# Visual Data Structures Cheat-Sheet

### A visual overview of some of the key data-structures used in the real world.

I love learning about concepts visually – so I decided to come up with a ‘cheat sheet’ which helps explain and grok some of the main data-structures used in computer science and which have applications in the real world. This cheat-sheet helps me review the ones I find to be the most important. I usually like to use these to prepare for interviews, so hopefully it helps others who want a visual overview of some key concepts. Below are the results.

**Special Note: **some of these are not generated by me and were taken from other sources – all of them are listed in the reference section.

**Performance Review (and Why it Matters)**

**Big O Complexity:**

**Why Big-O Complexity is Important: **for small data-sets, algorithm complexity may not play a very important role, but as our data gets larger – the performance impact of our algorithm has a drastic effect on the response time. Paying attention to complexity therefore plays a vital role in program quality within any application domains which have reasonable scale.

Let’s assume that our data-set has 1 million (1,000,000) elements:

An O(1) algorithm will cost 1 operation.

An O(log(n)) algorithm will cost 14 operations.

An O(n) algorithm will cost 1,000,000 operations.

An O(n * log(n)) algorithm will cost 14,000,000 operations.

An O(n

^{2}) algorithm will cost 1 trillion (1,000,000,000,000) operations.

You should be able to see why algorithm complexity matters.

**Latency numbers every programmer should know:**

**Source and Full Overview: **https://colin-scott.github.io/personal_website/research/interactive_latency.html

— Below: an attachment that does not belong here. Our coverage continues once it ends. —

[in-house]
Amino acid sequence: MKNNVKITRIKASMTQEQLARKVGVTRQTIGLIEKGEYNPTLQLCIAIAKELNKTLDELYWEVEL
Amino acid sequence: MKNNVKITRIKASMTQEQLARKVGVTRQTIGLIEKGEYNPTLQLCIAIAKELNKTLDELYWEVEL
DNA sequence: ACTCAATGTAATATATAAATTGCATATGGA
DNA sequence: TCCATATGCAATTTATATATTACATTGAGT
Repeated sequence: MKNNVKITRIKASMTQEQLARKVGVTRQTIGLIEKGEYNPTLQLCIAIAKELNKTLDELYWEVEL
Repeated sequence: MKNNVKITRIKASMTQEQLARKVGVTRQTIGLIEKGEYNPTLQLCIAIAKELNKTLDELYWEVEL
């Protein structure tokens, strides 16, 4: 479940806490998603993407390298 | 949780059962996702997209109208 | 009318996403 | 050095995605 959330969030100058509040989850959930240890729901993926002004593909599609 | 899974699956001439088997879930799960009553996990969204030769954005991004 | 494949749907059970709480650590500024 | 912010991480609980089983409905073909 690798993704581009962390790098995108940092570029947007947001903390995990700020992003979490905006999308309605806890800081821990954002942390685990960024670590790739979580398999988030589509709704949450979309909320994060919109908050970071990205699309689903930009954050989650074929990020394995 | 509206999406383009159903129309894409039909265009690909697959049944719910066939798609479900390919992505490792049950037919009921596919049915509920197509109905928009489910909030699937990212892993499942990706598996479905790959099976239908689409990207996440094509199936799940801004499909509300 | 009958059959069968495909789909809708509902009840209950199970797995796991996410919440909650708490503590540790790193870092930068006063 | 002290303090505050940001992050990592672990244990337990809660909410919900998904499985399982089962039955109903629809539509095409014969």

#### The RUM Trade-off

Another important aspect to pay attention to when it comes to choosing a data-structure is the RUM tradeoff:

**Read Efficiency (R):**How quickly you can retrieve or access data from the data structure.**Update Efficiency (U):**How quickly you can insert, delete, or modify data in the data structure.**Memory Efficiency (M):**How much memory or space the data structure uses.

Now that we provided a basic overview of some key performance characteristics to pay attention to, let’s continue on and get to our key focus: data structures.

**Important Data Structures**

**Array & Linked List**

An **array** is stored contiguously in memory and is known for having fast lookup but slow update/write times while a **linked list** is stored non-contiguously and is known for fast updates/writes but slow lookups**:**

**Queue **

A linear data structure that follows the First-In-First-Out (FIFO) principle**:**

**Stack**

Follows the Last-In-First-Out (LIFO) principle, where elements are added and removed from the top:

**Hash Map**

Provides almost instant access to elements and accomplishes this by creating key-value pairs using a hash-function. O(1) time complexity for insertions, deletions, and look-ups albeit trade-off is memory utilization – full description is available here.

**Tree Based Data Structures**

**(used in data-intensive applications)**

Prior to listing all of the data-structures, we first have to review one important **algorithm **which plays a vital role within trees - the binary search algorithm.

**Binary Search **

This is a search through a sorted block of elements and it’s done by continually sub-dividing the search-space in half. It’s like opening a dictionary by locating the middle page within it - checking to see if our search-word is to the left / right half of our dictionary and continually repeating this process until we find our element. Allows for efficient O(log(n)) lookup**:**

**Binary-Search Tree:**

A tree where each node has at most 2 children and the left child has a smaller value than the parent & the right child has a larger one. Allows for efficient O(log(n)) lookup if the binary search tree is **balanced **(amount of nodes located on the left don’t exceed the right-hand nodes by a large factor). This works due to the fact that we cut our search space in half as we transverse the tree (go from parent to child):

**Red-Black Tree **

A binary search tree which maintains its balance by assigning nodes to colors (red or black) and by following a set of rules which ensure that it stays balanced**:**

**AVL Tree**

A self-balancing binary search tree which achieves balance by making sure that its **balance factor **(difference in height between all left and right sub-trees) is at most equal to one. Automatically re-balances itself through **rotations** during insertions and deletions. Full write-up and explanation is available here: